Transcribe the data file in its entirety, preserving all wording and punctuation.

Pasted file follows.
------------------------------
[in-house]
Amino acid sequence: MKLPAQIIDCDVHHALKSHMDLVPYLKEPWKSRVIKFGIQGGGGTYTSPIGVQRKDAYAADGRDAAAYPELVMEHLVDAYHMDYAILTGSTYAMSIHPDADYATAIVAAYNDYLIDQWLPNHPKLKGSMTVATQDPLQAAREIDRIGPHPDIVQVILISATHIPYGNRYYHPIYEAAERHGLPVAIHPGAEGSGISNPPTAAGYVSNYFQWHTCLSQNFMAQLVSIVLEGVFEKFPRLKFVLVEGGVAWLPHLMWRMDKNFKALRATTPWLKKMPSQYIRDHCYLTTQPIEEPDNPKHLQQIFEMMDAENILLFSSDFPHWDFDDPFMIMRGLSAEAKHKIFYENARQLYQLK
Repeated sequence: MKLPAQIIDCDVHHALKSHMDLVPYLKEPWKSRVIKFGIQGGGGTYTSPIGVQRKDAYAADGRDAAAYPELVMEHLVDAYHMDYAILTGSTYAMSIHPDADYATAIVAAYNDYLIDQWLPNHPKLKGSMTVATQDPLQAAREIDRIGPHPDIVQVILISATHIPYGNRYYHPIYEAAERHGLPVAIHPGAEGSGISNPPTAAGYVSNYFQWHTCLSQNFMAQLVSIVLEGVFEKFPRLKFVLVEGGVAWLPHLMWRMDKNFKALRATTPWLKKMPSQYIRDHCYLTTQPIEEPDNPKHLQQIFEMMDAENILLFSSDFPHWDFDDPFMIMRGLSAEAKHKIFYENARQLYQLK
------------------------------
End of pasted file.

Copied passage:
[in-house]
Amino acid sequence: MKLPAQIIDCDVHHALKSHMDLVPYLKEPWKSRVIKFGIQGGGGTYTSPIGVQRKDAYAADGRDAAAYPELVMEHLVDAYHMDYAILTGSTYAMSIHPDADYATAIVAAYNDYLIDQWLPNHPKLKGSMTVATQDPLQAAREIDRIGPHPDIVQVILISATHIPYGNRYYHPIYEAAERHGLPVAIHPGAEGSGISNPPTAAGYVSNYFQWHTCLSQNFMAQLVSIVLEGVFEKFPRLKFVLVEGGVAWLPHLMWRMDKNFKALRATTPWLKKMPSQYIRDHCYLTTQPIEEPDNPKHLQQIFEMMDAENILLFSSDFPHWDFDDPFMIMRGLSAEAKHKIFYENARQLYQLK
Repeated sequence: MKLPAQIIDCDVHHALKSHMDLVPYLKEPWKSRVIKFGIQGGGGTYTSPIGVQRKDAYAADGRDAAAYPELVMEHLVDAYHMDYAILTGSTYAMSIHPDADYATAIVAAYNDYLIDQWLPNHPKLKGSMTVATQDPLQAAREIDRIGPHPDIVQVILISATHIPYGNRYYHPIYEAAERHGLPVAIHPGAEGSGISNPPTAAGYVSNYFQWHTCLSQNFMAQLVSIVLEGVFEKFPRLKFVLVEGGVAWLPHLMWRMDKNFKALRATTPWLKKMPSQYIRDHCYLTTQPIEEPDNPKHLQQIFEMMDAENILLFSSDFPHWDFDDPFMIMRGLSAEAKHKIFYENARQLYQLK